Perfect 10s – Moxie Sazerac

How did you get started in burlesque?

I saw Dirty Martini performing when I was living in Baltimore around 2002 or 2003. It was pretty much the best thing I’d ever seen and I knew immediately that I wanted to do it myself. When I moved to New Orleans, it was really hard to find out about any troupes or shows since this was in late 2005, literally months after Katrina. Then I saw the Sophisticats play at the House of Blues and there were all these gorgeous girls go-go dancing onstage. I got in touch with the band and started go-go dancing for them, which is how I met a few of the local dancers, including Natasha Fiore. I started going to shows and just sort of stalking the scene–I even wrote about The Storyville Starlettes appearance at the 2006 New York Burlesque Festival. Finally, I got the nerve to do an act at a Muses after-party at the Big Top. I’ve been performing ever since, and have even been lucky enough to find myself an awesome, oddball family in Slow Burn Burlesque.

Any pre-show rituals?

Glitter, obviously. But besides that I just try to stay calm and crack jokes backstage so I don’t freak out. I’ve been onstage in plays since high school, but I still get ridiculous stage jitters, especially with a brand new act.

What’s the craziest thing that’s ever happened to you? Onstage, that is…

I’m gonna cheat and say the craziest thing that ever happened backstage was when I was dancing with the Starlettes a few years ago and a drunk tourist stumbled into our changing area. She dropped trou and started to answer nature’s call while we were all right there putting on our fishnets and lipstick. It was shocking and hilarious, right up until we realized that homegirl had actually peed right onto the mop in the corner.

The costumes you wear onstage can be pretty elaborate. What’s your favorite thing to wear offstage?

I’m usually quite low-key offstage. Most days I’m good with shorts and a t-shirt and no make-up, though I do hoard vintage dresses and purses for when I’m in the mood to dress up. I’m kind of a hippie nature girl at heart.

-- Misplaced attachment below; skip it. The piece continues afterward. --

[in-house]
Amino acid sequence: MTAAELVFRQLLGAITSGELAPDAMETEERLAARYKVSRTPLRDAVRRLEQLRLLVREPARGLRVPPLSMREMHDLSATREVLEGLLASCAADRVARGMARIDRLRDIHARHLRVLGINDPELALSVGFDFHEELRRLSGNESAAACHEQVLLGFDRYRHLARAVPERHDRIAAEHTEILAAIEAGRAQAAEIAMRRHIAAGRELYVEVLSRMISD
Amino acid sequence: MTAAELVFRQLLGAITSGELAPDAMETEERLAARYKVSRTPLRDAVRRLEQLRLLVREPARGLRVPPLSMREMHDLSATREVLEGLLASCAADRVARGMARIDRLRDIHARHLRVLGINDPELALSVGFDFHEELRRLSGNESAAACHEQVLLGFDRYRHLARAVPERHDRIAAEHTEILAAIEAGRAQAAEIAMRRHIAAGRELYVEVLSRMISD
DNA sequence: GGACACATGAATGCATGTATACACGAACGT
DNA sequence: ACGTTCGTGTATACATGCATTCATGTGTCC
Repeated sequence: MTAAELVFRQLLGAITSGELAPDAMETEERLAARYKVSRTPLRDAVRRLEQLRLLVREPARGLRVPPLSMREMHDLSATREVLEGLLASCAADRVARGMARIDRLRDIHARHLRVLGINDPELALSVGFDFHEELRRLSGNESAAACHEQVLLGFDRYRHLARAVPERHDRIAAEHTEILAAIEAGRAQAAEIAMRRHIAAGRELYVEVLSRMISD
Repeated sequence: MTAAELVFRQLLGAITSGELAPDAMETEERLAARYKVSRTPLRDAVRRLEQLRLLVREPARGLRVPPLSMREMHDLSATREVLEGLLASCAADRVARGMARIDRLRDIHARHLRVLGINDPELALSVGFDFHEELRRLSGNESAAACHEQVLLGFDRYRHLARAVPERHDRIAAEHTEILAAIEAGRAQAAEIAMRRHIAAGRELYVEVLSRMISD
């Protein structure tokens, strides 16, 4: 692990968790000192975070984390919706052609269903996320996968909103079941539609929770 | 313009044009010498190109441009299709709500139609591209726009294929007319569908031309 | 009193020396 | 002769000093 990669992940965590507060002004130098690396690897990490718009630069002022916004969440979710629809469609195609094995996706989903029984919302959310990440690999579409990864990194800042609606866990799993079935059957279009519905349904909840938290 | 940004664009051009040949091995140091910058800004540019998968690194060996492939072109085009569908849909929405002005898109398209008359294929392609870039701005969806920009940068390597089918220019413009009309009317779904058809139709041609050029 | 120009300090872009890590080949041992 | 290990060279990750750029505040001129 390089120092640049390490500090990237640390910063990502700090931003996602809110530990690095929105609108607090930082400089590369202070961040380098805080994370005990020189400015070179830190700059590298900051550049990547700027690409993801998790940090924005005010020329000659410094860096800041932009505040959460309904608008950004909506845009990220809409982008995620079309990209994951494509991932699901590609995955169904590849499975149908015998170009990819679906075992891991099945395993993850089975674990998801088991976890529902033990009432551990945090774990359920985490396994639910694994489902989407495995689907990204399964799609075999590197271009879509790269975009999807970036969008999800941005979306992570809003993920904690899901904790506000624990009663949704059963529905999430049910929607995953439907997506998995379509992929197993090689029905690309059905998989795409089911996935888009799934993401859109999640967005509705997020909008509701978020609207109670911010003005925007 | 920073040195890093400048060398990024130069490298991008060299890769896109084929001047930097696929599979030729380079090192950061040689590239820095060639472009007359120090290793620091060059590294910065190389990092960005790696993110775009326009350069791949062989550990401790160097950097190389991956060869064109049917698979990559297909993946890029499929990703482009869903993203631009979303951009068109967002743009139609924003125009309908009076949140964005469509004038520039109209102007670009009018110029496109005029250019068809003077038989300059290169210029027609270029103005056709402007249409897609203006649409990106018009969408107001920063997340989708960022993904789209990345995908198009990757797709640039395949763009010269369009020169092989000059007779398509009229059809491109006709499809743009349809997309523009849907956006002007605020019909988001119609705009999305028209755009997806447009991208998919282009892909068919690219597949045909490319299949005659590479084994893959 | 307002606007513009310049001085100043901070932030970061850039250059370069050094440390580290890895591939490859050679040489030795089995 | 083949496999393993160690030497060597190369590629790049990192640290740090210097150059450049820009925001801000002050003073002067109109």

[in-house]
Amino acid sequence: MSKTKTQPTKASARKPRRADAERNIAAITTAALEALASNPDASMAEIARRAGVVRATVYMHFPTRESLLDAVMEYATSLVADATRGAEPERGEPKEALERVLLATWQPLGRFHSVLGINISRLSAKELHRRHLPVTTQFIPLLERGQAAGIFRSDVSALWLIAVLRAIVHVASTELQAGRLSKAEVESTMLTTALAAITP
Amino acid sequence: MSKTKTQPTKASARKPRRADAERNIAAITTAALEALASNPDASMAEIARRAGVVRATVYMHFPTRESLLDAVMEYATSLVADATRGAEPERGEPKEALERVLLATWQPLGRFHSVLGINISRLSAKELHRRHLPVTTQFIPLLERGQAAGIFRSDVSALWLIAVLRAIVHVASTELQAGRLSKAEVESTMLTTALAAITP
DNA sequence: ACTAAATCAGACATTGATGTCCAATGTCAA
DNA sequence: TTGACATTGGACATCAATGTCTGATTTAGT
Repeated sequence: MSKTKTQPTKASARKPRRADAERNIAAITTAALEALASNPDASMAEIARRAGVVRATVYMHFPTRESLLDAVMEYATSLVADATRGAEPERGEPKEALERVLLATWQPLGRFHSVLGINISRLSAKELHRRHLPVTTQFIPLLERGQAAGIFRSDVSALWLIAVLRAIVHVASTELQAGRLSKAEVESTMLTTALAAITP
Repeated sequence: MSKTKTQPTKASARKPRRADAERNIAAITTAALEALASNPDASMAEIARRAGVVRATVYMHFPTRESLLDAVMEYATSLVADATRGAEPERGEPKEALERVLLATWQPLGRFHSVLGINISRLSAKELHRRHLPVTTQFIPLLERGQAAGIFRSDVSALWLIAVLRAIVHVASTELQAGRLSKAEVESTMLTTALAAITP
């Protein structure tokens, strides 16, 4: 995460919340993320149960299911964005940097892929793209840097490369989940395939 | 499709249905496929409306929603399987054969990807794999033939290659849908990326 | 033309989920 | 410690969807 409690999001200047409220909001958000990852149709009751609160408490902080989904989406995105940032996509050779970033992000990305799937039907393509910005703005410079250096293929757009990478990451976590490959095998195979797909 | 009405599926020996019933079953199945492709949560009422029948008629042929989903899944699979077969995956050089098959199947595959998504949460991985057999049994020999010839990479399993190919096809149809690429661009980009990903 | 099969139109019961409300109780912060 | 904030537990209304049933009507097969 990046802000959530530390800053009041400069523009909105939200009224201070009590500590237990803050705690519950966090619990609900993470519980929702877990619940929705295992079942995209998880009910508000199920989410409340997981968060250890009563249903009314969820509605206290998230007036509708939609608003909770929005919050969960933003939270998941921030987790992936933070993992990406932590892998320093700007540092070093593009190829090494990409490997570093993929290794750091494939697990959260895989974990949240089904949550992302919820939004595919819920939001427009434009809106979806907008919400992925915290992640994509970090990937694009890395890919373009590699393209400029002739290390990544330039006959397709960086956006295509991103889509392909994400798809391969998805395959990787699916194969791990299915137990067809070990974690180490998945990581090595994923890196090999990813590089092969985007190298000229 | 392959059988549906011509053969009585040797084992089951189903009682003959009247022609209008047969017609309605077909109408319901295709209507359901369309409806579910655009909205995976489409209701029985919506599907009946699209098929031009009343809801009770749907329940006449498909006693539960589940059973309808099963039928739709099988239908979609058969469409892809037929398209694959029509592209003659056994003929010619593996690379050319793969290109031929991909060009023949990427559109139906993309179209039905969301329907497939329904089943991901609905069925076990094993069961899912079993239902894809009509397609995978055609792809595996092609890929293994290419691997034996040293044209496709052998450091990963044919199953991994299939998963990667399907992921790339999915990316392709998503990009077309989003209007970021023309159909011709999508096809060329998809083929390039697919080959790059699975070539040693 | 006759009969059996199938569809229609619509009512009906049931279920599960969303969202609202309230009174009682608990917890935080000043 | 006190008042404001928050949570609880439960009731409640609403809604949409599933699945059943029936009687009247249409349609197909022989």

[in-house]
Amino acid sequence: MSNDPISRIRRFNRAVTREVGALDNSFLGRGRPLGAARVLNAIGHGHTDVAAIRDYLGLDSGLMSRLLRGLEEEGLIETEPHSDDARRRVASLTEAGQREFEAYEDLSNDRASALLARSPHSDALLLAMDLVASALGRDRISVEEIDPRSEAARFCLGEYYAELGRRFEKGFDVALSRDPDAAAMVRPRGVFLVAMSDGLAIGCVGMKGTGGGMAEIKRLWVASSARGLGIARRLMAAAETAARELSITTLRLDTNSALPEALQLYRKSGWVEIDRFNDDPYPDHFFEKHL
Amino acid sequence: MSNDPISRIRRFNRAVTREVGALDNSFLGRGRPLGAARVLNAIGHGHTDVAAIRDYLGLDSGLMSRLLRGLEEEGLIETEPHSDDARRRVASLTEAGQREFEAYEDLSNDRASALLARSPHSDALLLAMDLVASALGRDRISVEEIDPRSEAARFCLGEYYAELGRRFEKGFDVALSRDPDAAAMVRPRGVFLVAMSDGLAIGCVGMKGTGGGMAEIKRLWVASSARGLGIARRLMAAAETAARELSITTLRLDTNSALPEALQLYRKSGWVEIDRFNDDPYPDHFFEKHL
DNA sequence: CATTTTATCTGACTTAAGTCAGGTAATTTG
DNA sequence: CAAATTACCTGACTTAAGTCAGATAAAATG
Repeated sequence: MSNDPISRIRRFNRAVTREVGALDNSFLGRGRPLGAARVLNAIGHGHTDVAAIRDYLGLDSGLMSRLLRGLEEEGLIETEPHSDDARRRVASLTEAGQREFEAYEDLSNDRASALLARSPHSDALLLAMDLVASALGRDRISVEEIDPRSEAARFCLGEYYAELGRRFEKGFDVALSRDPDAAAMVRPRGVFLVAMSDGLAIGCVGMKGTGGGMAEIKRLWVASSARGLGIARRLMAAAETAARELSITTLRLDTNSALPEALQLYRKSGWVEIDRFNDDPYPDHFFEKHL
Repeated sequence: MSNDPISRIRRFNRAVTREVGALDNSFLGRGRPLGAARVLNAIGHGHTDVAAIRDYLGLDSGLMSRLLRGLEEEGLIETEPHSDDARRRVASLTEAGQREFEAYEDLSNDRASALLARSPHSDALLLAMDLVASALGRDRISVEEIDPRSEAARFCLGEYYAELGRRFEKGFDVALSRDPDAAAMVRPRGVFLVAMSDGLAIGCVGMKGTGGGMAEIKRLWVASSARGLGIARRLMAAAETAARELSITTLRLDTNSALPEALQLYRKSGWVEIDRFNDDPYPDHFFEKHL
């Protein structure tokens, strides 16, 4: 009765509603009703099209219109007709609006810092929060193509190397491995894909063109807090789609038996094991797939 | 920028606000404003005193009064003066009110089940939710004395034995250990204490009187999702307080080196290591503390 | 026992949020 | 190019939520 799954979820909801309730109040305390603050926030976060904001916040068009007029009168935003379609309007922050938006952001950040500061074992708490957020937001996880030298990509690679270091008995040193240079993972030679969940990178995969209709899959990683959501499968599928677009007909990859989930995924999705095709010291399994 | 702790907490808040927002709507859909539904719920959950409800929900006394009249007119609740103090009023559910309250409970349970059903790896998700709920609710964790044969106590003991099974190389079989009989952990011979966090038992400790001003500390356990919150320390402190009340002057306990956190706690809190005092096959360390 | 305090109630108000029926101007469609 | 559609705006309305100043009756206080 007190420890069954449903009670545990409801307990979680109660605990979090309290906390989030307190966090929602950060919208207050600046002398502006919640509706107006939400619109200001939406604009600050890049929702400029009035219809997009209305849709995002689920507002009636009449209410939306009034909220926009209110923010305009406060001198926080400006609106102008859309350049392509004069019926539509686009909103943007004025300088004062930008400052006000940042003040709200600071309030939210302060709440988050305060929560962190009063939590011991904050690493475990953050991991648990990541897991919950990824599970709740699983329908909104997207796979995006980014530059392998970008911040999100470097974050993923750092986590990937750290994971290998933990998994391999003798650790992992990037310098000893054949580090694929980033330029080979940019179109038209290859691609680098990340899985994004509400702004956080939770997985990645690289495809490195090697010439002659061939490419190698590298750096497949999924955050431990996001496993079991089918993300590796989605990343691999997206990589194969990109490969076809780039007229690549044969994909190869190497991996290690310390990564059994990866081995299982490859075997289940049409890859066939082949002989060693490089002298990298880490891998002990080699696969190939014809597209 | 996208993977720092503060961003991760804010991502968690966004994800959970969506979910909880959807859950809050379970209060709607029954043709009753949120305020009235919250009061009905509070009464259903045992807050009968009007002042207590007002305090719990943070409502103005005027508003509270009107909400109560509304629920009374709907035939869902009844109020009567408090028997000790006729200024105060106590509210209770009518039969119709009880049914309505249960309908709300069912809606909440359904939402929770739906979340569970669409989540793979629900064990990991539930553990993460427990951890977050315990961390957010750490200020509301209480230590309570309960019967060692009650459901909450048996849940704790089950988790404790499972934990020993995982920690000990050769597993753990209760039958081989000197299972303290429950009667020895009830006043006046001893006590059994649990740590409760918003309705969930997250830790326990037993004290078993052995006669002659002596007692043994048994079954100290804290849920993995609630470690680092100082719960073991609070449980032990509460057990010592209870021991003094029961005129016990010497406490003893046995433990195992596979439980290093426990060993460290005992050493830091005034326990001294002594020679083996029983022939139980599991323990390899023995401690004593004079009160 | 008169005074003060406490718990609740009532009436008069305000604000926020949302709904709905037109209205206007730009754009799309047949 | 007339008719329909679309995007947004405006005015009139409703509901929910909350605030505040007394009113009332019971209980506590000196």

If you had a signature cocktail, what would it be?

A Moxie Sazerac! I take the name “Moxie” from a really bizarre tasting soft drink from Maine that was invented in the 1800s, but I’m telling you, when you add that to a classic Sazerac with rye, herbsaint, and bitters, the combination is unexpected and surprisingly good.

What’s on your nightstand?

A stack of books, a big seashell filled with jewelery and hair clips, and a teeny tiny lamp.

If you weren’t a burlesque performer, what would you like to do?

The cool thing about New Orleans is you can be so many different people all at the same time, so really, I’ve been fortunate to do a lot of the things that I want to do while living here! But the next creative outlet I really want to focus on is writing. I’m actually gearing up for a big move to go study and write fiction for a couple of years. I plan to keep performing burlesque, though. Probably forever. Even when I’m eighty and in my granny panties in the living room.

What’s one thing people would be surprised to know about you?

Most people who know me offstage know this, but I think many audience members would be surprised to learn that I spent about four years as a teacher in a couple different public schools here in New Orleans. I led a very Clark Kent/Superman life for a while there, teaching teenagers to read and busting up fights by day, then stripping away a sparkly gown by night. I didn’t get much sleep, but the balance actually kept me fairly sane!

What’s your favorite guilty pleasure?

I try to fight my Catholic upbringing and not feel guilty about all the many things that give me pleasure, but man, I can really get sucked in to reality TV! I always feel a little less human after. Toddlers and Tiaras? Jersey Shore? Definitely signs of the coming apocalypse.

What’s the worst job you’ve ever had?

I’ve had a few, but the worst was probably the summer I decided it’d be a good idea to be a migrant farm worker. My friend and I drove to the midwest and worked 12 hour days in scorching heat, walking up and down rows of corn and pulling the tops off of the plants. It sounds like a nightmare, but I thought it was a foolproof get-rush-quick plan for that summer. We were working with all these hardcore hippies who traveled the country doing this type of work for a few months each year, and we all were crashing together in one big house in a town of only about 400 people. Our nightly bonfires were pretty fun, but it was the hardest, crappiest work I’ve ever done. Maybe it will end up in a burlesque number one day. Strippers of the Corn!